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Drive-in shows could be the star of live entertainment in the coronavirus era

With more than just movies, drive-ins are taking off as a way to bring socially distanced concerts and live shows to audiences starved for entertainment.
 
Fans attend the Road Rave, a drive-in electronic dance music festival in Chandler, Ariz., on May 29. The drive-in EDM festival arrives in Orlando's Central Florida Fairgrounds on June 20.
Fans attend the Road Rave, a drive-in electronic dance music festival in Chandler, Ariz., on May 29. The drive-in EDM festival arrives in Orlando's Central Florida Fairgrounds on June 20. [ Jacob Tyler Dunn ]
Published June 4, 2020|Updated June 4, 2020

With concert halls expected to be among the last businesses to be reopened during the coronavirus pandemic because of the risks of letting large crowds gather indoors, the retro solution of drive-in entertainment is on the rise.

There were more than 4,100 drive-in theaters during the industry’s heyday in the late 1950s, according to driveinmovie.com. That number has declined in recent years to around 330 today. There are just seven left in Florida, including Dade City’s Joy-Lan Drive-In, the Ruskin Family Drive-In Theatre and Lakeland’s Silver Moon Drive-In.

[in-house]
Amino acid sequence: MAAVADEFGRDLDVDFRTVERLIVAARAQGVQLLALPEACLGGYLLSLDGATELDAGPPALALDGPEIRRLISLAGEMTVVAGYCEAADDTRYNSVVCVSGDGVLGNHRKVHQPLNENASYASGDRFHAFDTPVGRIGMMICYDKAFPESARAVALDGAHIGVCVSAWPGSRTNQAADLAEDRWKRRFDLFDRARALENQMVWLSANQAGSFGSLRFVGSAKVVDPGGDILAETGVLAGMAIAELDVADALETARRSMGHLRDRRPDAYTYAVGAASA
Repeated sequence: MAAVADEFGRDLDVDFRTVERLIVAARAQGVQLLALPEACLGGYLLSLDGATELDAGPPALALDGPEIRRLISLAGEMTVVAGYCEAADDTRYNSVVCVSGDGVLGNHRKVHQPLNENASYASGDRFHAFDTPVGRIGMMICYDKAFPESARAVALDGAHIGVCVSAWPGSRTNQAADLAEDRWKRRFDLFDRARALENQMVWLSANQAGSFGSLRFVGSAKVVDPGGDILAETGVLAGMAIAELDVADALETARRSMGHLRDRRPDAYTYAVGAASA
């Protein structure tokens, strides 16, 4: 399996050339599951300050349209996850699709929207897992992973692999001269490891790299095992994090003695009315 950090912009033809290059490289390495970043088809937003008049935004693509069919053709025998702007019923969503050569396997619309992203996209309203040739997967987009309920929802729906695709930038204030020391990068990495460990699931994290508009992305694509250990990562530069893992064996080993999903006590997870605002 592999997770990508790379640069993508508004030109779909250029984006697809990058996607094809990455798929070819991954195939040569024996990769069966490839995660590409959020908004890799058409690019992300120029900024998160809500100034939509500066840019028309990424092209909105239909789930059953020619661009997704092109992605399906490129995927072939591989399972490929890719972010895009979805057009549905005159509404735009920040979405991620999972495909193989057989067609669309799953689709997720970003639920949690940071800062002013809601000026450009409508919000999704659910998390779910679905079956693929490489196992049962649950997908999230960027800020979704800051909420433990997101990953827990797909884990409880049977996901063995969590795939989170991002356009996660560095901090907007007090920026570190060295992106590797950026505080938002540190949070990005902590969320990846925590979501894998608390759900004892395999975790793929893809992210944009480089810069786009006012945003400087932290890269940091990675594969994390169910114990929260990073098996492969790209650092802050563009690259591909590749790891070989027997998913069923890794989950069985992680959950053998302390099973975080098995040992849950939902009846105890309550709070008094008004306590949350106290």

Related: Florida's drive-in movies are a social distance gift

But the darling of the car culture era is getting a new moment in the spotlight. Musicians have staged livestream concerts during quarantine, but many fans and performers crave the in-person experience, and drive-in concerts could be the next-best thing for the time being, organizers have said.

Since guidelines these days would likely call for reduced capacity and significant social distancing measures at entertainment venues, producers are staking their claim to big empty parking lots to find an audience for live entertainment.

An EDM music festival originally planned for Orlando’s Central Florida Fairgrounds on June 6 sold out quickly. (It has now been postponed due to ongoing Black Lives Matter protests around America.) High-wire star Nik Wallenda is putting on a drive-in show of stunt performers in a Sarasota park over the next two weekends. After it wraps up, Wallenda said he will take his Dare Devil Rally on a national tour of cities like Atlanta, Detroit and Chicago.

Related: Nik Wallenda bringing a drive-in thrill show to Sarasota
Carnage performs at the Road Rave, a drive-in electronic dance music festival in Chandler, Ariz., on May 30. The EDM music festival, which is coming to Orlando's Central Florida Fairgrounds, quickly sold out.
Carnage performs at the Road Rave, a drive-in electronic dance music festival in Chandler, Ariz., on May 30. The EDM music festival, which is coming to Orlando's Central Florida Fairgrounds, quickly sold out. [ Jacob Tyler Dunn ]

And coming in July, Raymond James Stadium in Tampa will invite an audience of automobiles to roll into the stadium’s massive parking lot for five nights of movies, a comedy show, live music and family trivia competitions.